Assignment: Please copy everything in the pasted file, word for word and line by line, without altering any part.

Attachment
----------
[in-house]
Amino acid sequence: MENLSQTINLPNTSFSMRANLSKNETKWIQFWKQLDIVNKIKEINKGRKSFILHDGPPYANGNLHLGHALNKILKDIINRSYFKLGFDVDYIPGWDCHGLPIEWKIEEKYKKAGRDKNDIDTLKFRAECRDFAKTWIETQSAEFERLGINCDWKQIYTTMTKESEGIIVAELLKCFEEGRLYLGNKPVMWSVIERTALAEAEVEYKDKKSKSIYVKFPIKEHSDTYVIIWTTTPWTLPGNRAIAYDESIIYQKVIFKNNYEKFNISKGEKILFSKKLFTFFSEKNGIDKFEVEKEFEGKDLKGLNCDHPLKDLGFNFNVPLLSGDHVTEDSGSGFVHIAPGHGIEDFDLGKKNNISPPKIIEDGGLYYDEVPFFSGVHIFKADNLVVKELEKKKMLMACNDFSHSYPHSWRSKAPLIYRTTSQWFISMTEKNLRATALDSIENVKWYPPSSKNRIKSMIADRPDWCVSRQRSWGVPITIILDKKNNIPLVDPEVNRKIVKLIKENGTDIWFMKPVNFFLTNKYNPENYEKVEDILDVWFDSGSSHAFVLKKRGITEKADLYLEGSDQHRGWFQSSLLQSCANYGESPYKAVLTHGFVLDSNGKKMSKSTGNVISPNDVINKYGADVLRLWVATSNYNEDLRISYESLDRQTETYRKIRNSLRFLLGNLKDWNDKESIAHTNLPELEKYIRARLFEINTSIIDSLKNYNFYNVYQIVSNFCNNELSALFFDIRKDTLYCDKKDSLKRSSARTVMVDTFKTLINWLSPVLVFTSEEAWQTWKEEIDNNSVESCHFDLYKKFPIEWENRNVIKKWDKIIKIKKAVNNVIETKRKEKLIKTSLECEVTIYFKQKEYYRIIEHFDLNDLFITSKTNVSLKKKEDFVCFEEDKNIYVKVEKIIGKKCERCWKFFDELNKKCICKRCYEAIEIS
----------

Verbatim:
[in-house]
Amino acid sequence: MENLSQTINLPNTSFSMRANLSKNETKWIQFWKQLDIVNKIKEINKGRKSFILHDGPPYANGNLHLGHALNKILKDIINRSYFKLGFDVDYIPGWDCHGLPIEWKIEEKYKKAGRDKNDIDTLKFRAECRDFAKTWIETQSAEFERLGINCDWKQIYTTMTKESEGIIVAELLKCFEEGRLYLGNKPVMWSVIERTALAEAEVEYKDKKSKSIYVKFPIKEHSDTYVIIWTTTPWTLPGNRAIAYDESIIYQKVIFKNNYEKFNISKGEKILFSKKLFTFFSEKNGIDKFEVEKEFEGKDLKGLNCDHPLKDLGFNFNVPLLSGDHVTEDSGSGFVHIAPGHGIEDFDLGKKNNISPPKIIEDGGLYYDEVPFFSGVHIFKADNLVVKELEKKKMLMACNDFSHSYPHSWRSKAPLIYRTTSQWFISMTEKNLRATALDSIENVKWYPPSSKNRIKSMIADRPDWCVSRQRSWGVPITIILDKKNNIPLVDPEVNRKIVKLIKENGTDIWFMKPVNFFLTNKYNPENYEKVEDILDVWFDSGSSHAFVLKKRGITEKADLYLEGSDQHRGWFQSSLLQSCANYGESPYKAVLTHGFVLDSNGKKMSKSTGNVISPNDVINKYGADVLRLWVATSNYNEDLRISYESLDRQTETYRKIRNSLRFLLGNLKDWNDKESIAHTNLPELEKYIRARLFEINTSIIDSLKNYNFYNVYQIVSNFCNNELSALFFDIRKDTLYCDKKDSLKRSSARTVMVDTFKTLINWLSPVLVFTSEEAWQTWKEEIDNNSVESCHFDLYKKFPIEWENRNVIKKWDKIIKIKKAVNNVIETKRKEKLIKTSLECEVTIYFKQKEYYRIIEHFDLNDLFITSKTNVSLKKKEDFVCFEEDKNIYVKVEKIIGKKCERCWKFFDELNKKCICKRCYEAIEIS